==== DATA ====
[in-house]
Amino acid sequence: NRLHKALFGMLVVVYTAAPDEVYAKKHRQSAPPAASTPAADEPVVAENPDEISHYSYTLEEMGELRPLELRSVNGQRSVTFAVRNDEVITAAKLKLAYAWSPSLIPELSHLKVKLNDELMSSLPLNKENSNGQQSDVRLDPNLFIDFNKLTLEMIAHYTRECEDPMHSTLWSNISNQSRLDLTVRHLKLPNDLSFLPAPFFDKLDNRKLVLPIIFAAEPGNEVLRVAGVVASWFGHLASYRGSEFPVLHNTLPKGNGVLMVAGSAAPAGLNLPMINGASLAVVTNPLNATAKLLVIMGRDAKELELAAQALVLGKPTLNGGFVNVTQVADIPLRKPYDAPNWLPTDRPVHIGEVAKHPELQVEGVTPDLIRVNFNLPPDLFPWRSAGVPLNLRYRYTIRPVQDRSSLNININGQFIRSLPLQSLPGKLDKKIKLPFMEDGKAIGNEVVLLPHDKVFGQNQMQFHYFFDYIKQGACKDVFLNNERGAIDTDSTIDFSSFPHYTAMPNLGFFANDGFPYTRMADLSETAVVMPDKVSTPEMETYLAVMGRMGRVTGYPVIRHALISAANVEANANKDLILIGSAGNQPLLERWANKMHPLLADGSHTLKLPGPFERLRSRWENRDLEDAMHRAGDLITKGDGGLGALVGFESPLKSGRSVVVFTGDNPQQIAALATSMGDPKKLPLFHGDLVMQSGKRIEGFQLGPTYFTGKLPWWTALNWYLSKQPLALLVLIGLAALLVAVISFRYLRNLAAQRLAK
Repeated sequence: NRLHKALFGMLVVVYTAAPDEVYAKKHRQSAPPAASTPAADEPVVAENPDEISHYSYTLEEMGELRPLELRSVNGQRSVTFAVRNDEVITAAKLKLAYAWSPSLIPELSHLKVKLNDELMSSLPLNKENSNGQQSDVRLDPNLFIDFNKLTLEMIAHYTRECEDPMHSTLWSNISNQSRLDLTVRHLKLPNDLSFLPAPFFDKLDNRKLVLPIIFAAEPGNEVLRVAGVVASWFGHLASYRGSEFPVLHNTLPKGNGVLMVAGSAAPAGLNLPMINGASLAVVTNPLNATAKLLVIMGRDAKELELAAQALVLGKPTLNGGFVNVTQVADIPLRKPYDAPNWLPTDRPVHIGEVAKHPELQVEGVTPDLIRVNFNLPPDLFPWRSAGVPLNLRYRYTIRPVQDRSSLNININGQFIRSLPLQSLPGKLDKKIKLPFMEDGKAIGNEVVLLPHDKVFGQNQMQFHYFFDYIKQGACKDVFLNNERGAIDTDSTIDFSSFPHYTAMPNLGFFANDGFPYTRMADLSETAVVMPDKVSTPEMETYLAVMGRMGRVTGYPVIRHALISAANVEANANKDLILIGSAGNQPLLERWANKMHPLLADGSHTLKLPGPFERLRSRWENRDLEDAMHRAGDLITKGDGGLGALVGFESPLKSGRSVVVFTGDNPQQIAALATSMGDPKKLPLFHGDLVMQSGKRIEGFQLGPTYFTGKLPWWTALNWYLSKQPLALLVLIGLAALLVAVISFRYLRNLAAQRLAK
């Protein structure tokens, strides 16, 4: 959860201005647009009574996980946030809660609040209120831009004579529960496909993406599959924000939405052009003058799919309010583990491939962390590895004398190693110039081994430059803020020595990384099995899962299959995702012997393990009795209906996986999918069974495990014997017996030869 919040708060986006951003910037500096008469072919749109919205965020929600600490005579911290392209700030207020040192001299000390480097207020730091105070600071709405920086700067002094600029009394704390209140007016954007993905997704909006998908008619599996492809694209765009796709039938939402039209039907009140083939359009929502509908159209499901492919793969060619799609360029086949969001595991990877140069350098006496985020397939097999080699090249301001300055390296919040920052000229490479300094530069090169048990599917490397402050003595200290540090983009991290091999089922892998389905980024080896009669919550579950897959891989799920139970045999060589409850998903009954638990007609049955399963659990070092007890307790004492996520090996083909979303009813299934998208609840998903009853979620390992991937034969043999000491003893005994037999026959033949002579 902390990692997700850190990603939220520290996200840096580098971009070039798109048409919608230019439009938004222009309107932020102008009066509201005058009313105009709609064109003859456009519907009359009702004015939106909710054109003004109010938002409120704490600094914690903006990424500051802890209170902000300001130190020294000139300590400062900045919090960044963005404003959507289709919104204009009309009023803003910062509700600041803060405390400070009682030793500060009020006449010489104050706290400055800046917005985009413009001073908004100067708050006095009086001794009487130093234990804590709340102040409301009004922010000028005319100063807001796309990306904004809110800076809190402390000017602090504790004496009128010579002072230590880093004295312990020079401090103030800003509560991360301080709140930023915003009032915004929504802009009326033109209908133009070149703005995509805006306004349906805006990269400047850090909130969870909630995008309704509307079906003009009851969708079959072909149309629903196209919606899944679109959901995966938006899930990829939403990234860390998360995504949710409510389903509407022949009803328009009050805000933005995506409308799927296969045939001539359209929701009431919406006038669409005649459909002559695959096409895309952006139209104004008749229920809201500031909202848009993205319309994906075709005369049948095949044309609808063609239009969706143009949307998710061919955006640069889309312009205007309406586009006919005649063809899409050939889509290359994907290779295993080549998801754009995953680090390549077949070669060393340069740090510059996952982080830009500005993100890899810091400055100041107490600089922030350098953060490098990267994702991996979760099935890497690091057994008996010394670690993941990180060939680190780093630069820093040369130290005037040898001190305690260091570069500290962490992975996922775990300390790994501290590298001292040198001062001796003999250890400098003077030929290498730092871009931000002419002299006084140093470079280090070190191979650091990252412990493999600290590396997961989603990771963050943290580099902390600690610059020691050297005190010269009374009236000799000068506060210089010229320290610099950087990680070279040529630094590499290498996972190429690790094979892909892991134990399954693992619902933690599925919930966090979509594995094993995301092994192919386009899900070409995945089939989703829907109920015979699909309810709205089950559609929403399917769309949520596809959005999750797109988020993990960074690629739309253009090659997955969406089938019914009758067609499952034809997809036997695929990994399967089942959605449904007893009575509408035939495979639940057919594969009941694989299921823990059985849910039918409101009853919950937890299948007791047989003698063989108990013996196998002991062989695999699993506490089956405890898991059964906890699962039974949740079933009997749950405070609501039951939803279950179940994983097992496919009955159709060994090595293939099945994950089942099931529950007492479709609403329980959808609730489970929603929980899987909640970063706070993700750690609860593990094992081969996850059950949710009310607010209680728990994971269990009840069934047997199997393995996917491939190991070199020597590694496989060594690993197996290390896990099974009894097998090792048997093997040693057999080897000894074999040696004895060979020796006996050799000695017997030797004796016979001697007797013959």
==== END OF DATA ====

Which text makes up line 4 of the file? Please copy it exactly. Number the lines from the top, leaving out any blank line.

């Protein structure tokens, strides 16, 4: 959860201005647009009574996980946030809660609040209120831009004579529960496909993406599959924000939405052009003058799919309010583990491939962390590895004398190693110039081994430059803020020595990384099995899962299959995702012997393990009795209906996986999918069974495990014997017996030869 919040708060986006951003910037500096008469072919749109919205965020929600600490005579911290392209700030207020040192001299000390480097207020730091105070600071709405920086700067002094600029009394704390209140007016954007993905997704909006998908008619599996492809694209765009796709039938939402039209039907009140083939359009929502509908159209499901492919793969060619799609360029086949969001595991990877140069350098006496985020397939097999080699090249301001300055390296919040920052000229490479300094530069090169048990599917490397402050003595200290540090983009991290091999089922892998389905980024080896009669919550579950897959891989799920139970045999060589409850998903009954638990007609049955399963659990070092007890307790004492996520090996083909979303009813299934998208609840998903009853979620390992991937034969043999000491003893005994037999026959033949002579 902390990692997700850190990603939220520290996200840096580098971009070039798109048409919608230019439009938004222009309107932020102008009066509201005058009313105009709609064109003859456009519907009359009702004015939106909710054109003004109010938002409120704490600094914690903006990424500051802890209170902000300001130190020294000139300590400062900045919090960044963005404003959507289709919104204009009309009023803003910062509700600041803060405390400070009682030793500060009020006449010489104050706290400055800046917005985009413009001073908004100067708050006095009086001794009487130093234990804590709340102040409301009004922010000028005319100063807001796309990306904004809110800076809190402390000017602090504790004496009128010579002072230590880093004295312990020079401090103030800003509560991360301080709140930023915003009032915004929504802009009326033109209908133009070149703005995509805006306004349906805006990269400047850090909130969870909630995008309704509307079906003009009851969708079959072909149309629903196209919606899944679109959901995966938006899930990829939403990234860390998360995504949710409510389903509407022949009803328009009050805000933005995506409308799927296969045939001539359209929701009431919406006038669409005649459909002559695959096409895309952006139209104004008749229920809201500031909202848009993205319309994906075709005369049948095949044309609808063609239009969706143009949307998710061919955006640069889309312009205007309406586009006919005649063809899409050939889509290359994907290779295993080549998801754009995953680090390549077949070669060393340069740090510059996952982080830009500005993100890899810091400055100041107490600089922030350098953060490098990267994702991996979760099935890497690091057994008996010394670690993941990180060939680190780093630069820093040369130290005037040898001190305690260091570069500290962490992975996922775990300390790994501290590298001292040198001062001796003999250890400098003077030929290498730092871009931000002419002299006084140093470079280090070190191979650091990252412990493999600290590396997961989603990771963050943290580099902390600690610059020691050297005190010269009374009236000799000068506060210089010229320290610099950087990680070279040529630094590499290498996972190429690790094979892909892991134990399954693992619902933690599925919930966090979509594995094993995301092994192919386009899900070409995945089939989703829907109920015979699909309810709205089950559609929403399917769309949520596809959005999750797109988020993990960074690629739309253009090659997955969406089938019914009758067609499952034809997809036997695929990994399967089942959605449904007893009575509408035939495979639940057919594969009941694989299921823990059985849910039918409101009853919950937890299948007791047989003698063989108990013996196998002991062989695999699993506490089956405890898991059964906890699962039974949740079933009997749950405070609501039951939803279950179940994983097992496919009955159709060994090595293939099945994950089942099931529950007492479709609403329980959808609730489970929603929980899987909640970063706070993700750690609860593990094992081969996850059950949710009310607010209680728990994971269990009840069934047997199997393995996917491939190991070199020597590694496989060594690993197996290390896990099974009894097998090792048997093997040693057999080897000894074999040696004895060979020796006996050799000695017997030797004796016979001697007797013959």